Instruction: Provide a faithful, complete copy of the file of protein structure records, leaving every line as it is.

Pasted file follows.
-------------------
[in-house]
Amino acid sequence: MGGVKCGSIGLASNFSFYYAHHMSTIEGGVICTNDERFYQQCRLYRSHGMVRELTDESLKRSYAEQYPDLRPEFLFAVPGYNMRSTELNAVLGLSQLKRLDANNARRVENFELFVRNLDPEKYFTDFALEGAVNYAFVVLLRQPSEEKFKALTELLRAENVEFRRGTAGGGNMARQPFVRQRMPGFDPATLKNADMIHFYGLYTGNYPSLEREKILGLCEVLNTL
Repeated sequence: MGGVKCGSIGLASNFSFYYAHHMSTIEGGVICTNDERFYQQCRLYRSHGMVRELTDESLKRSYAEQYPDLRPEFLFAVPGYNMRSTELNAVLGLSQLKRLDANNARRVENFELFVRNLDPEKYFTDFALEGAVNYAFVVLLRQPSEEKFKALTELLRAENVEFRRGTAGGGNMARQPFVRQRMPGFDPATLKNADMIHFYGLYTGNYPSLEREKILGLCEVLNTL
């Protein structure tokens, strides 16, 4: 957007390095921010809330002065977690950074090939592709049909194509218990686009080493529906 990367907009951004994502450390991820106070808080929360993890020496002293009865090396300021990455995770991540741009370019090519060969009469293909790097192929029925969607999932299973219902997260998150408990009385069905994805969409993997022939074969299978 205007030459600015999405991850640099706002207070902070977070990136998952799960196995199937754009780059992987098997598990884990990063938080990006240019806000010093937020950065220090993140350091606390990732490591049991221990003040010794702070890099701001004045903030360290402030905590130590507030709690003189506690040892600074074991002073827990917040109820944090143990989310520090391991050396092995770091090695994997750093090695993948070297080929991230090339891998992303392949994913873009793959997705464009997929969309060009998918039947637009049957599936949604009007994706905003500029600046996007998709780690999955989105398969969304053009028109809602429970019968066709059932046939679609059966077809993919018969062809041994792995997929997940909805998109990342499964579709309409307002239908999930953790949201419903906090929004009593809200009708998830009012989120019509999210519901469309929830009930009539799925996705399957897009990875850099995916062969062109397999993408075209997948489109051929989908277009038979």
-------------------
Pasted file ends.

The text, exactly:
[in-house]
Amino acid sequence: MGGVKCGSIGLASNFSFYYAHHMSTIEGGVICTNDERFYQQCRLYRSHGMVRELTDESLKRSYAEQYPDLRPEFLFAVPGYNMRSTELNAVLGLSQLKRLDANNARRVENFELFVRNLDPEKYFTDFALEGAVNYAFVVLLRQPSEEKFKALTELLRAENVEFRRGTAGGGNMARQPFVRQRMPGFDPATLKNADMIHFYGLYTGNYPSLEREKILGLCEVLNTL
Repeated sequence: MGGVKCGSIGLASNFSFYYAHHMSTIEGGVICTNDERFYQQCRLYRSHGMVRELTDESLKRSYAEQYPDLRPEFLFAVPGYNMRSTELNAVLGLSQLKRLDANNARRVENFELFVRNLDPEKYFTDFALEGAVNYAFVVLLRQPSEEKFKALTELLRAENVEFRRGTAGGGNMARQPFVRQRMPGFDPATLKNADMIHFYGLYTGNYPSLEREKILGLCEVLNTL
């Protein structure tokens, strides 16, 4: 957007390095921010809330002065977690950074090939592709049909194509218990686009080493529906 990367907009951004994502450390991820106070808080929360993890020496002293009865090396300021990455995770991540741009370019090519060969009469293909790097192929029925969607999932299973219902997260998150408990009385069905994805969409993997022939074969299978 205007030459600015999405991850640099706002207070902070977070990136998952799960196995199937754009780059992987098997598990884990990063938080990006240019806000010093937020950065220090993140350091606390990732490591049991221990003040010794702070890099701001004045903030360290402030905590130590507030709690003189506690040892600074074991002073827990917040109820944090143990989310520090391991050396092995770091090695994997750093090695993948070297080929991230090339891998992303392949994913873009793959997705464009997929969309060009998918039947637009049957599936949604009007994706905003500029600046996007998709780690999955989105398969969304053009028109809602429970019968066709059932046939679609059966077809993919018969062809041994792995997929997940909805998109990342499964579709309409307002239908999930953790949201419903906090929004009593809200009708998830009012989120019509999210519901469309929830009930009539799925996705399957897009990875850099995916062969062109397999993408075209997948489109051929989908277009038979």